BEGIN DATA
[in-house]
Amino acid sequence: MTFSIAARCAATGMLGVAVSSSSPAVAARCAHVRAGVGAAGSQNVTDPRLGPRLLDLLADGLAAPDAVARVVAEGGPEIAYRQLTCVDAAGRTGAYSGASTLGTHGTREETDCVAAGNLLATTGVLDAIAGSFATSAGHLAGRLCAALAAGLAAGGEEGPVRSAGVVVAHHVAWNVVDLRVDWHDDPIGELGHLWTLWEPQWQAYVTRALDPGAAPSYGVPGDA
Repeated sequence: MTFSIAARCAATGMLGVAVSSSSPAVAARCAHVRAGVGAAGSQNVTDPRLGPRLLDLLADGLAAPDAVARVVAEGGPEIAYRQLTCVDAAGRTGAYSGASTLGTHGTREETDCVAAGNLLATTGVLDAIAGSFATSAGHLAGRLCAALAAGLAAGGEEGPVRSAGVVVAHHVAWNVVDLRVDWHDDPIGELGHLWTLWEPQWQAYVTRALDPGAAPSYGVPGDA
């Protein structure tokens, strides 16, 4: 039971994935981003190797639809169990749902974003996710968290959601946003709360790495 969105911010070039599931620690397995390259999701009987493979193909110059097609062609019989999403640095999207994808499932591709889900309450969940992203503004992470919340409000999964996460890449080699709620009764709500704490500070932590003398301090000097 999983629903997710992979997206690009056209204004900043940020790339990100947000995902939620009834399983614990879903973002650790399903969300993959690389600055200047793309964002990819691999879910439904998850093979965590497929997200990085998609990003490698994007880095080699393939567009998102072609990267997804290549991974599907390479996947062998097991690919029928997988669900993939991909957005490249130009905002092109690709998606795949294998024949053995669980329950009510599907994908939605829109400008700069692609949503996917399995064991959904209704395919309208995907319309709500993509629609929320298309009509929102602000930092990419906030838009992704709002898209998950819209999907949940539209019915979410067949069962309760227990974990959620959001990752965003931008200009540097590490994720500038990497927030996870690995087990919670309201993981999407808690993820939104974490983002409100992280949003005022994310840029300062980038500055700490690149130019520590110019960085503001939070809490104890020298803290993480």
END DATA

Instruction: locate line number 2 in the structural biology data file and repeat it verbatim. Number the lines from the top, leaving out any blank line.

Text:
Amino acid sequence: MTFSIAARCAATGMLGVAVSSSSPAVAARCAHVRAGVGAAGSQNVTDPRLGPRLLDLLADGLAAPDAVARVVAEGGPEIAYRQLTCVDAAGRTGAYSGASTLGTHGTREETDCVAAGNLLATTGVLDAIAGSFATSAGHLAGRLCAALAAGLAAGGEEGPVRSAGVVVAHHVAWNVVDLRVDWHDDPIGELGHLWTLWEPQWQAYVTRALDPGAAPSYGVPGDA